Tuesday, March 28, 2023

Où Sont Les Nuggets D’antan

Attentive readers are aware of my enthusiasm for the series of benefit/tribute/all-star concerts sposored and performed by LA's Wild Honey Orchestra in recent years. This one in honor of the Lovin' Spoonful, for example.

But this forthcoming one -- well, words fail me. A 50th anniversary show celebrating the release of Lenny Kaye's groundbreaking 1972 double-LP anthology of 60s garage/psych/proto-punk rock Nuggets.

[Click to expand the images for more info].

I vividly recall the day the original album first crosssed my desk at the Magazine Formerly Known as Stereo Review; I was like a kid in a candy store, although I was surprised at how many of the songs were unfamiliar to me (i.e., apparently hadn't gotten much airplay in the NYC area). In any event, the sound (on a lot of the ones I was familiar with) was way better than I expected, and Kaye's liner notes struck just the right balance between scholarship and fan gush. Bottom line -- a great compilation, and let's face it: Nuggets is the only album in rock history that's come to represent an entire genre.

Alas, there's no way I can attend the show, but for the rest of you guys -- if you're gonna be anywhere near LA in late May, get your tickets now! It's for a good cause! One of the guitarists from the original Love is gonna be there! A bassist for both The Leaves and The Turtles too! And the lead singer of The Chocolate Watchband as well? Jeebus -- what are you waiting for?


Allan Rosenberg said...

I feel like I have to make it out to LA one year to catch one of these shows. Every single one I've heard has been wonderful.

Captain Al

JB said...

I wish this was something I could attend because John Sebastian is a legend.

pete said...

I thought I was soooo smart, so Francophone, replying to that photo you posted on FB. I should have come here first.

SteveS said...

Not that this is relevant to anything, but in addition to writing some incredible songs, John Sebastian recorded one of the best covers of "Viola Lee Blues" (a song I've been inexplicably obsessed with for the last 10 years) I've ever heard. Unfortunately, the sound quality of this clip leaves much to be desired.


cthulhu said...

I actually saw John Sebastian once, opening for Robin Williams at about the height of the letter’s standup career (1981). Just Sebastian and a Strat and an amp (probably a black panel Deluxe or Twin) and nary a pedal in sight. Very cool performance - when he played the theme to WBK, he introduced it with, “I like this song…because it paid for my house.“ Williams appeared to be coked to the eyeballs and spent most of the show making unfunny dick jokes; sigh.

Anyway, I often listen to Lenny Kaye’s superb show on Little Steven’s Underground Garage channel on SiriusXM, and lately he’s been running through some of the stuff coming up on the re-release of Nuggets, with his inimitable recollections; great stuff. And of course the Nuggets stuff is, along with the British Invasion, the heart of that channel, and part of why I listen to it so much. Wish I could make the show, but I don’t think anything could entice me to drive to El Lay on a Friday night, even something as stellar as this is likely to be :-(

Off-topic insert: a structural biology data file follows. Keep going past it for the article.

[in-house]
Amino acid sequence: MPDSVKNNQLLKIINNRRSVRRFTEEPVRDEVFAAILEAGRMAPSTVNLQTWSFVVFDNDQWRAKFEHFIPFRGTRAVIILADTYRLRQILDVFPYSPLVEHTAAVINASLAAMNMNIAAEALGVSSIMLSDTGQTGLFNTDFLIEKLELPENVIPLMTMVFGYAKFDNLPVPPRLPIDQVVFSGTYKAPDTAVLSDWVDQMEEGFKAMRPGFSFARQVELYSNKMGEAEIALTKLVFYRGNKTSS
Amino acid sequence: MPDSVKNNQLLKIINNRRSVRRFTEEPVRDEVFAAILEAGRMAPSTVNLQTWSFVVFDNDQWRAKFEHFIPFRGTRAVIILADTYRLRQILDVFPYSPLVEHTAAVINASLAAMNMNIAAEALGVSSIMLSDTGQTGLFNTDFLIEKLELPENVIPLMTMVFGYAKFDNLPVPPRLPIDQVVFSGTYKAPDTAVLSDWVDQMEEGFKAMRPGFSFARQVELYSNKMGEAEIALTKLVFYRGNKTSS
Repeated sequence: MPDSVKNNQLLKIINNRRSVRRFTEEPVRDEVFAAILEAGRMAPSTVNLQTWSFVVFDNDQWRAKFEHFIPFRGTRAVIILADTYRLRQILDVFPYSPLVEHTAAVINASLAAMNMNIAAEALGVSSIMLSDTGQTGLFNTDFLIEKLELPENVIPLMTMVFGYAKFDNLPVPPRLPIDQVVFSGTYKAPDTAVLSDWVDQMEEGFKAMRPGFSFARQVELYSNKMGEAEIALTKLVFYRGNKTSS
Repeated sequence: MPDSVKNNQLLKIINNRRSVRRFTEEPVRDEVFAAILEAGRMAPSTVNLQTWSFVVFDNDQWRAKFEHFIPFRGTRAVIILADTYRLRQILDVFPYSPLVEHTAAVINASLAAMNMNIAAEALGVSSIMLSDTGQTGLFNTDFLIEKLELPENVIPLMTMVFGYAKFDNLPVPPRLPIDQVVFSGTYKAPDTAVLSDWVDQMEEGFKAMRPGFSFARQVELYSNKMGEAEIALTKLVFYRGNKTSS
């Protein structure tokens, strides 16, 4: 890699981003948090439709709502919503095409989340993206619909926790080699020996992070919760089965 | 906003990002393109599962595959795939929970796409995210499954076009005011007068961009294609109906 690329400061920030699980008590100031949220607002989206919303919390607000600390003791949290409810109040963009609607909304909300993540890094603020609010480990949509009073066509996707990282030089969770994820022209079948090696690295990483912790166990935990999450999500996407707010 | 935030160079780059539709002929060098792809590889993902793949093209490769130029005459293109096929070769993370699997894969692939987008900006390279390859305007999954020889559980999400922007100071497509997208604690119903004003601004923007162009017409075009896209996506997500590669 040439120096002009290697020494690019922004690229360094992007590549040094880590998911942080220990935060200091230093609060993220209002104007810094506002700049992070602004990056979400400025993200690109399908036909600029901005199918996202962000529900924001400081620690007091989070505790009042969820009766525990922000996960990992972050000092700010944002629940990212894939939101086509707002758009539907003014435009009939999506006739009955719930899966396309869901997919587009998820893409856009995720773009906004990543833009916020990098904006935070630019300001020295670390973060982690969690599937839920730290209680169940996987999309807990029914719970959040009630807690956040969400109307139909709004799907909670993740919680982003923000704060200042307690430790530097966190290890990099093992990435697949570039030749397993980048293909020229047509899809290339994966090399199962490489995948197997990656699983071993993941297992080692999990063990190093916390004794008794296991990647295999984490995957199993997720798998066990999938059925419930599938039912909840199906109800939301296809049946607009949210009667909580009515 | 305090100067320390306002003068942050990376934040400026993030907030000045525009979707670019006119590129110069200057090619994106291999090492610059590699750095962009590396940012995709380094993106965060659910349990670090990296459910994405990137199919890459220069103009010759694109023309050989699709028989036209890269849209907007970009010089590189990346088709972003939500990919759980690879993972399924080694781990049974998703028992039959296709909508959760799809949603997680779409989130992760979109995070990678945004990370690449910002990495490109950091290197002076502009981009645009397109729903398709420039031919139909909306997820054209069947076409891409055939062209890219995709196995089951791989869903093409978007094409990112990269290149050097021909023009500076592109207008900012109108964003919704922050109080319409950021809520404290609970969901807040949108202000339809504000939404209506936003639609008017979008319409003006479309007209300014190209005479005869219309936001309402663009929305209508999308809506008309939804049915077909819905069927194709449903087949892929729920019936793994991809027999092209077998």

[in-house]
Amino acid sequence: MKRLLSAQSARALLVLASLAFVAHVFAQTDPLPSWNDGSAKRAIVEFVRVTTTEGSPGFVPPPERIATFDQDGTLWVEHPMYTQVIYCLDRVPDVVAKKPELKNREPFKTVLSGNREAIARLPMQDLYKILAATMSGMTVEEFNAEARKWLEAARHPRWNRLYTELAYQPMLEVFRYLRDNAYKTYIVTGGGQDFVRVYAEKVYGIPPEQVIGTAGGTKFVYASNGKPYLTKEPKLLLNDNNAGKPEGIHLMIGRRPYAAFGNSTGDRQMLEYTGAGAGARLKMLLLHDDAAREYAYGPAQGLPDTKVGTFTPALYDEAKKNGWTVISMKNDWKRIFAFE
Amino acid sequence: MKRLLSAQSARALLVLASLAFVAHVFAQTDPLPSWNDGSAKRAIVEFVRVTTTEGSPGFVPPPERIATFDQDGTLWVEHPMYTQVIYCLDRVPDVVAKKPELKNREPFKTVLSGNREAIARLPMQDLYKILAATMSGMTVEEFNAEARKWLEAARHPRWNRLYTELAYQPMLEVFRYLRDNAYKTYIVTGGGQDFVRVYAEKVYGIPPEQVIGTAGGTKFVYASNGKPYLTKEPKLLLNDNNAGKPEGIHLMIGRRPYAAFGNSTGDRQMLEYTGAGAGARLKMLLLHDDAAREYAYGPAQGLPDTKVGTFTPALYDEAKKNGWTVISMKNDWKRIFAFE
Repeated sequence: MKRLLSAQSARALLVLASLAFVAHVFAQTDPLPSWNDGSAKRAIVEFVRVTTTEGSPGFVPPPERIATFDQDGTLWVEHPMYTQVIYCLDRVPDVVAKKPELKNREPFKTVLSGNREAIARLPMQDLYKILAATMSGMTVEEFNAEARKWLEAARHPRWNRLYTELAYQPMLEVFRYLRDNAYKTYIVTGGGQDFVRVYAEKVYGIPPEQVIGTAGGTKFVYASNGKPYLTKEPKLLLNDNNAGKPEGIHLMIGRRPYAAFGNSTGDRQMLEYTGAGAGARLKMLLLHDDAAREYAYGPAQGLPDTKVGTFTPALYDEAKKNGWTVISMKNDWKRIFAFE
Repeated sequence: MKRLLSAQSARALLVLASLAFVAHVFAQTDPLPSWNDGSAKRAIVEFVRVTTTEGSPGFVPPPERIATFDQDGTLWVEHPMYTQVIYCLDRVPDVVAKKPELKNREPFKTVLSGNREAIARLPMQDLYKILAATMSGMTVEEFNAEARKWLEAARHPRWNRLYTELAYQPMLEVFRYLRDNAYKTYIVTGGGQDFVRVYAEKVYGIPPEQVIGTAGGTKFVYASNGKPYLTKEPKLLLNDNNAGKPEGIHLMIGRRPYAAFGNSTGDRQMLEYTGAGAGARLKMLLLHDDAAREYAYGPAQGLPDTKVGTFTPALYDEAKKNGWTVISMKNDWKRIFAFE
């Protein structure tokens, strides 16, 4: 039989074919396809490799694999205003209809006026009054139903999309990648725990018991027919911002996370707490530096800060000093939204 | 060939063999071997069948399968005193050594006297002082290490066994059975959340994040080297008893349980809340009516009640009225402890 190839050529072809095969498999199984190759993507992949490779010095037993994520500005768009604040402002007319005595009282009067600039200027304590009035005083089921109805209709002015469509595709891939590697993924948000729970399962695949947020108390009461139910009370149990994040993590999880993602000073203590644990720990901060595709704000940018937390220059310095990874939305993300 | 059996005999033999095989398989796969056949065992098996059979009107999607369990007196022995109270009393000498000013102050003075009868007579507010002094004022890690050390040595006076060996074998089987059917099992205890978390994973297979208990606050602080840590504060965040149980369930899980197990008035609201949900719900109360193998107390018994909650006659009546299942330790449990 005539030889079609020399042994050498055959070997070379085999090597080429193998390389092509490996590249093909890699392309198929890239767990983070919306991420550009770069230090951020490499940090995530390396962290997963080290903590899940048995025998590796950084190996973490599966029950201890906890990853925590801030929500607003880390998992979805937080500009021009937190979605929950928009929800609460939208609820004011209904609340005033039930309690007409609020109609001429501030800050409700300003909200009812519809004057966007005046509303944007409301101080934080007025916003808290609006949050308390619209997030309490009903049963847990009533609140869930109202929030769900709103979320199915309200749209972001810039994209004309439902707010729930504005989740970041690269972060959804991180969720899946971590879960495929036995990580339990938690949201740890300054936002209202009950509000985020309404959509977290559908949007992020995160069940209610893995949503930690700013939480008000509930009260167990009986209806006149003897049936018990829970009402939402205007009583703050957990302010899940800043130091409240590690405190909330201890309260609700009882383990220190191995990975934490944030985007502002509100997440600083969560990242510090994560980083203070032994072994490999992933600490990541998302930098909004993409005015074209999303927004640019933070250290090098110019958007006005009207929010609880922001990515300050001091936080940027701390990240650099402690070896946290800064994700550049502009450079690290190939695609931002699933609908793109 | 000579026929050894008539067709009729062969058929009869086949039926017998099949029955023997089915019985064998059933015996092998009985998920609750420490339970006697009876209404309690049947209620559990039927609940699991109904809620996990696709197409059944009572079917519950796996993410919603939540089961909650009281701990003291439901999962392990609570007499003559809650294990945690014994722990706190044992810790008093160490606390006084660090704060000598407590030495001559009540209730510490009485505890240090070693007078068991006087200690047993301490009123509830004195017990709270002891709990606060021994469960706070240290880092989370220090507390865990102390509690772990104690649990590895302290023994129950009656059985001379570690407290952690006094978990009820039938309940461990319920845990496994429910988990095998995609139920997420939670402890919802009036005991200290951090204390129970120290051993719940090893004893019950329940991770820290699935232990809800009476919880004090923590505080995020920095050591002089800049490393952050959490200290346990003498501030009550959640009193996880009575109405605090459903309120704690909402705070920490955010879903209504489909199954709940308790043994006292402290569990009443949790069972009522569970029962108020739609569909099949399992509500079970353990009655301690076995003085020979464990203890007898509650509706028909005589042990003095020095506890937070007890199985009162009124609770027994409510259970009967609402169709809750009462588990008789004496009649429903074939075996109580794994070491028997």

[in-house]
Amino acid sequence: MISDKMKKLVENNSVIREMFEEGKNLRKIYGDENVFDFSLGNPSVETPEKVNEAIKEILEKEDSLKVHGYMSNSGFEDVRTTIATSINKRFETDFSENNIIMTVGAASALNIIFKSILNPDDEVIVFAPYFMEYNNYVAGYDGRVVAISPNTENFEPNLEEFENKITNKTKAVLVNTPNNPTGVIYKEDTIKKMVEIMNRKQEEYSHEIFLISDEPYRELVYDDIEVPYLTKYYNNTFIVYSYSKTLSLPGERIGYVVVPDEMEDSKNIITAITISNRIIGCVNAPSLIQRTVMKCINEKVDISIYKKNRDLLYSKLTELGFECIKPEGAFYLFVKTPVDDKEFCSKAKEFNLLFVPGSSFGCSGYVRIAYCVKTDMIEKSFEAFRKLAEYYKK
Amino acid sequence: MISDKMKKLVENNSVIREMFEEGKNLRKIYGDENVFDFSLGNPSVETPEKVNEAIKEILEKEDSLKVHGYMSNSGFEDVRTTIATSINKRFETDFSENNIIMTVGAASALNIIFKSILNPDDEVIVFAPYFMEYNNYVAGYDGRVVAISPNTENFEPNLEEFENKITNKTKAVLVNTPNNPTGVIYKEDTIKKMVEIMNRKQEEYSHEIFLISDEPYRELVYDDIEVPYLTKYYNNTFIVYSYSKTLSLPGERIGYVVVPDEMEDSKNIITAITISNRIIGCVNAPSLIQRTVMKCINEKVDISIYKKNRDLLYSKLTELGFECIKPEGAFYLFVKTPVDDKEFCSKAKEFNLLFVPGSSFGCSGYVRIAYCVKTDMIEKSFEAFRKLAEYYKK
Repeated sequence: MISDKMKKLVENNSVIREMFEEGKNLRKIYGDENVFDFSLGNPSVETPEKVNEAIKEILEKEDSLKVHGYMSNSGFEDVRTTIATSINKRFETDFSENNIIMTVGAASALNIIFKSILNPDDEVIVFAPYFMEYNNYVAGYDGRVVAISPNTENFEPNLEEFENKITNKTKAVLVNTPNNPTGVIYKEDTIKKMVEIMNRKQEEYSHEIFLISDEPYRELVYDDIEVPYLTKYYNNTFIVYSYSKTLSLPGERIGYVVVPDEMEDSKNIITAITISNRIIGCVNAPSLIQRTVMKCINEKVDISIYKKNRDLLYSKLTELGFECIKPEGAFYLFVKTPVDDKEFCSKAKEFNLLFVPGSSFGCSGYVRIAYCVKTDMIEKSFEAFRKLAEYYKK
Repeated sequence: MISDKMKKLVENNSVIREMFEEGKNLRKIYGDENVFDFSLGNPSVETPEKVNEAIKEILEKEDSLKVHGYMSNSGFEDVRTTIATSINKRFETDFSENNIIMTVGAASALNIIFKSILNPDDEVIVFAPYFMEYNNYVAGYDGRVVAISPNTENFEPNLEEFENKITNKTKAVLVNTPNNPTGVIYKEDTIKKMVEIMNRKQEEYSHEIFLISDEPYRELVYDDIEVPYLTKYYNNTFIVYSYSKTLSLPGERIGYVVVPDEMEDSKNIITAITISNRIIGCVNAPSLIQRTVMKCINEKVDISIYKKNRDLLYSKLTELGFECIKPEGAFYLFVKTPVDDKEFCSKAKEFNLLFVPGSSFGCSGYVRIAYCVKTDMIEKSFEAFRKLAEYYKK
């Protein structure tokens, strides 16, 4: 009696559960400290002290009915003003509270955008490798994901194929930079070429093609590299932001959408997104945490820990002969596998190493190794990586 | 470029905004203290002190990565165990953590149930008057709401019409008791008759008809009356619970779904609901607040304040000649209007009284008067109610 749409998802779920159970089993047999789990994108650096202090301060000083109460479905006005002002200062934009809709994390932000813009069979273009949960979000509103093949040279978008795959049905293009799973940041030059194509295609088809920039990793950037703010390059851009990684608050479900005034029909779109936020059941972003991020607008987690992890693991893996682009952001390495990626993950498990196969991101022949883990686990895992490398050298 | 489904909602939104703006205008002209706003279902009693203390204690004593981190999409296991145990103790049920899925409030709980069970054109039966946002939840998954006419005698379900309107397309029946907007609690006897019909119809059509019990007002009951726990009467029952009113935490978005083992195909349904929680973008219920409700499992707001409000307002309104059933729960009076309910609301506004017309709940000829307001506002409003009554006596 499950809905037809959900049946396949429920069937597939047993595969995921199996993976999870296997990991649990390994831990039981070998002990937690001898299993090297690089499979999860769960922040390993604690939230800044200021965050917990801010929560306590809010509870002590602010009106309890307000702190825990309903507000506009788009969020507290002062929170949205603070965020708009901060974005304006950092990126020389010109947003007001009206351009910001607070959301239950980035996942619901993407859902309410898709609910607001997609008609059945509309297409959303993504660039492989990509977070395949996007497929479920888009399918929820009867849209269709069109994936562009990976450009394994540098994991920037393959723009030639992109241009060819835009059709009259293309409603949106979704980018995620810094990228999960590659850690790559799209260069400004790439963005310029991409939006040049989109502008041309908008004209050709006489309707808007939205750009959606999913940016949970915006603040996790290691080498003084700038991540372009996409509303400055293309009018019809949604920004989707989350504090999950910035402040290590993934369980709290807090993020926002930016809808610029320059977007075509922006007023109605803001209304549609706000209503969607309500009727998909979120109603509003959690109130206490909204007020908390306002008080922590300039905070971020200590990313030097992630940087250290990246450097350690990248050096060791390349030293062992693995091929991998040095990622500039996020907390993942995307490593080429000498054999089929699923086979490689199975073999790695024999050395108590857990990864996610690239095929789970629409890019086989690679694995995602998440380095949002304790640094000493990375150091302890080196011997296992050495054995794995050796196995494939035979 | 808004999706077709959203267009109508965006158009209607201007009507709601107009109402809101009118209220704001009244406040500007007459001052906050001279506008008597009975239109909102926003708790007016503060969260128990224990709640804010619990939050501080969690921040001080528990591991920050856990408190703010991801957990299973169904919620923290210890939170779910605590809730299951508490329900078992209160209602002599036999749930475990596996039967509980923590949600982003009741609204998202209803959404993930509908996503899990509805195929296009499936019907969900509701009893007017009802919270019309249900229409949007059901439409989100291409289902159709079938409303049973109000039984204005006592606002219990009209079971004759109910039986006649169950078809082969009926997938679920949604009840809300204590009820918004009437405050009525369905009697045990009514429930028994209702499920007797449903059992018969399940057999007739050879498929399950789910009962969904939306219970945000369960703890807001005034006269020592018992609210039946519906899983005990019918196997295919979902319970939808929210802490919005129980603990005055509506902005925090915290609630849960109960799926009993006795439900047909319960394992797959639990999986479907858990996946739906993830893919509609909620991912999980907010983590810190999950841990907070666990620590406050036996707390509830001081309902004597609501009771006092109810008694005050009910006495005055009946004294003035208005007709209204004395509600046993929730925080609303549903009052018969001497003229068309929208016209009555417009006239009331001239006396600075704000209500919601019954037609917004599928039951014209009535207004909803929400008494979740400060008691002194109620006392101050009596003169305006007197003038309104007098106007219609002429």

M. Bouffant said...

Good to see that Jim Pons is still kicking.

Nick Danger said...

Steve - I've got my tickets and have been going to each and every show since they were doing all the Beatles albums in order from Rubber Soul forward. Each and every show has been fantastic and for an amazing cause. Then this dropped in my inbox back in Feburary -

For most of his nineteen years, Wild Honey founder Paul Rock’s son Jacob, diagnosed with severe autism at age 3, has only been able to roughly verbalize the words “eat” and “yes.” His crippling inability to communicate spawned years of violent, often bloody, and increasingly compulsive self-injury.

In 2020, during pandemic-Zoom school, Jacob suddenly found his voice via a breakthrough in his long-practiced iPad typing. One of the first full sentences Jacob typed was "I want to be called Jacob" (he had always been called "Jake" up to that point). Soon he began writing smart, compassionate poems, literate, concise movie reviews, and expressing fierce political idealism. Through his dad-held iPad, Jacob revealed an intellectual curiosity and enthusiasm far beyond anyone's wildest hopes or expectations.

And then, 18 months ago, a bombshell: the Brian Wilson/Bob Dylan-loving Jacob casually revealed that he had just finished composing a nearly 70-minute symphony in his head.

In the following weeks, Jacob typed out a detailed description of his musical vision and the intended emotional impact of each moment. It was to be made up of 6 titled movements: 1) Tumultuous Desire, 2) Page Turner, 3) Brilliant Disguise, 4) Laughing In My Sleep, 5) Playing to Win, 6) Laughter in the Face of Sadness. Jacob’s vision follows his journey from anger, pain, and chaos to exploding moments of joy, celebration, and bittersweet melancholy in the wake of his communication breakthrough.

Jacob’s vision has found its perfect collaborator in the extremely talented family friend Rob Laufer, the musical director of the legendary Wild Honey Orchestra. Following and interpreting Jacob’s notes, Rob has created a midi score to match the musical outline. About their work together, Jacob says: "I want to cry because it is so perfect. I love that Rob can read my mind."

With the midi-files of the music complete, the respected JoAnn Kane company is midway through the completion of the score and acclaimed conductor Daniel Lessler Newman https://www.danielnewmanlessler.com/ has been engaged to conduct a 50 plus piece ensemble from USC's Thornton School of Musichttps://music.usc.edu/ for the October 2023 performance.

Wow. Just wow.